Sometimes, being Fullbore takes place after you have spent years being ... fullbore.
I have ranted since 2004 against those who are trying to do to this generation what they did to the Vietnam Generation WRT PTSD. The major reason is that there are real people with very human things they are working through - working through because they put everything on the line to make sure everyone here can live a life like no other.
The smears p155 me off, because those who actually have real PTSD are normal people; friends, brothers, sons, fathers, neighbors, husbands. They are not broken vessels to be pitied. As a matter of fact - they are fully functional and even deployed.
The fakes p155 me off because they take away funding and help from those who actually need it, and fake it so bad that they make everyone else look bad.
The poseurs p155 me off for all the reasons above.
Who has PTSD? One of those people is Master Sergeant CJ Grisham. I guy I know in person a few days and online for years, and look forward to knowing more in the years to come. A good man, a solid man, what you would expect in a US Army Master Sergeant.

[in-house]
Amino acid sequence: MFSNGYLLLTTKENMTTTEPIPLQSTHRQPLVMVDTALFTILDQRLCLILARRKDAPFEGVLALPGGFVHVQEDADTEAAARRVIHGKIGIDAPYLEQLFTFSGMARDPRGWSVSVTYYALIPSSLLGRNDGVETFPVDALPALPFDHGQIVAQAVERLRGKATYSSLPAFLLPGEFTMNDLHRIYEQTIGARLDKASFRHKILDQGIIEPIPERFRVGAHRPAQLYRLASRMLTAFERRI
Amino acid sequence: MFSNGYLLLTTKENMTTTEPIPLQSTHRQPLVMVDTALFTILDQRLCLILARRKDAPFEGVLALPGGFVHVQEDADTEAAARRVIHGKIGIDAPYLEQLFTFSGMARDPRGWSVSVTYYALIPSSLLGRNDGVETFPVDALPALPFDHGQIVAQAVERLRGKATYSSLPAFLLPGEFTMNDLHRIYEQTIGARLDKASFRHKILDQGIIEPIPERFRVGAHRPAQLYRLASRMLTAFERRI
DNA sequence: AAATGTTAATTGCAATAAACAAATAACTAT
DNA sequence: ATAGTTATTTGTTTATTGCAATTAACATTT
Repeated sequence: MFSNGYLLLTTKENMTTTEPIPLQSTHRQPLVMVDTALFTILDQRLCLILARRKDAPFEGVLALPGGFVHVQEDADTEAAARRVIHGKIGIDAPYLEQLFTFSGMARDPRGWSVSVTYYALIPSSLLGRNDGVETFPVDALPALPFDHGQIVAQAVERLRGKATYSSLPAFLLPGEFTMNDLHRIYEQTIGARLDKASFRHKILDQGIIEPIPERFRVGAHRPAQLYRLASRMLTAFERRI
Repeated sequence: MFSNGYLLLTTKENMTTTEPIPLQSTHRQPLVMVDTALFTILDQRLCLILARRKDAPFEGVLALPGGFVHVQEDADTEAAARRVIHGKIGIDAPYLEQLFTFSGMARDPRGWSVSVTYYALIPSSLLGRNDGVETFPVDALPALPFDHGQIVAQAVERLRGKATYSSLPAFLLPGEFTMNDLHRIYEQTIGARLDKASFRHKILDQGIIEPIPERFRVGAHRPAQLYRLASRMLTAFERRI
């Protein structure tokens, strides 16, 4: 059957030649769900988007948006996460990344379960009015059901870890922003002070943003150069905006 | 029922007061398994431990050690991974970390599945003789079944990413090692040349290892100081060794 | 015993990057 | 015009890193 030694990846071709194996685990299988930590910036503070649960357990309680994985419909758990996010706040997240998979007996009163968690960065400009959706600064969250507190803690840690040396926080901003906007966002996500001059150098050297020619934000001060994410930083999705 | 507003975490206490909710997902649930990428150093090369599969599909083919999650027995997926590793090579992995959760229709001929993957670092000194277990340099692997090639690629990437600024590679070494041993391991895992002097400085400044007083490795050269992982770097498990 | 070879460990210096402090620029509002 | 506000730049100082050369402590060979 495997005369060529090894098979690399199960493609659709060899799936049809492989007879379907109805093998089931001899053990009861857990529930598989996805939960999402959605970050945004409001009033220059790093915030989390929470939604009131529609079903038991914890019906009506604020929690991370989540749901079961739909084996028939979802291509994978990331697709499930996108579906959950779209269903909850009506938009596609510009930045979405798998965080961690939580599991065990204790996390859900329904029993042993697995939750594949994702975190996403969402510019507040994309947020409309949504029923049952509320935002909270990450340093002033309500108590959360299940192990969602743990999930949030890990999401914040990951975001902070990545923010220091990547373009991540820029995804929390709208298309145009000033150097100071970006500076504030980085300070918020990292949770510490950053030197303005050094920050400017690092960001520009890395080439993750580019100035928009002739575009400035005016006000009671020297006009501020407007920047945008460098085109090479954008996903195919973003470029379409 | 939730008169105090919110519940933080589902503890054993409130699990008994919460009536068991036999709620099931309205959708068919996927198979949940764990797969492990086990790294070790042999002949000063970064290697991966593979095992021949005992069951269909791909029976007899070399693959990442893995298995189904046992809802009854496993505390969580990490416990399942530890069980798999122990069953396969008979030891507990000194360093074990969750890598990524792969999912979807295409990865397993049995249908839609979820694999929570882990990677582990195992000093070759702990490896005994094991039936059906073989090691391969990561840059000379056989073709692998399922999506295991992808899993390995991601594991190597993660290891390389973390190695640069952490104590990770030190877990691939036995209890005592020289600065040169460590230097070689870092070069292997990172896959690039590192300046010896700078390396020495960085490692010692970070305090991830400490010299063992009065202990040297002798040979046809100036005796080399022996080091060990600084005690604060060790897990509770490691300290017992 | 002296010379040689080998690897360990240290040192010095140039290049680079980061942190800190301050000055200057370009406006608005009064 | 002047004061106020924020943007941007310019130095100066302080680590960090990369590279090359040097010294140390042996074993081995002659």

He is also very open to his challenge in a way few men are/can/will. By doing so, he is doing a great service, by his example, for his Soldiers who may need some help as well.
As much as anything, this is Fullbore. Via the Sandbox a couple of months ago - I'm going to steal in large bits.
Today, I listened to the advice of more than a few people and finally went to the TMC and Combat Stress hospital. My right hand hasn’t stopped twitching after nearly a month and it’s beyond irritating. I’m not sleeping, not eating, and highly irritable. I’ve been under a lot of stress and feel like many of those above me are just making things worse.Read it all.
So, for three hours today, I sat and got to revisit many issues related to my PTSD, depression, and anxiety as well as some new ones. While waiting to speak with one of the case workers, I had the opportunity of sitting down with “SFC Zeke.”
Zeke looked very busy when I entered the room, but could tell immediately I was there for business. He set aside his distraction and gave me his complete attention. He didn’t say a word. Just sat there and listened to me. He didn’t judge me; he didn’t interrupt me; and he never blamed me. In five minutes, Zeke did what few others could do having just met me -- he calmed me down and made me feel like I was worth listening to. I want to introduce you to Zeke: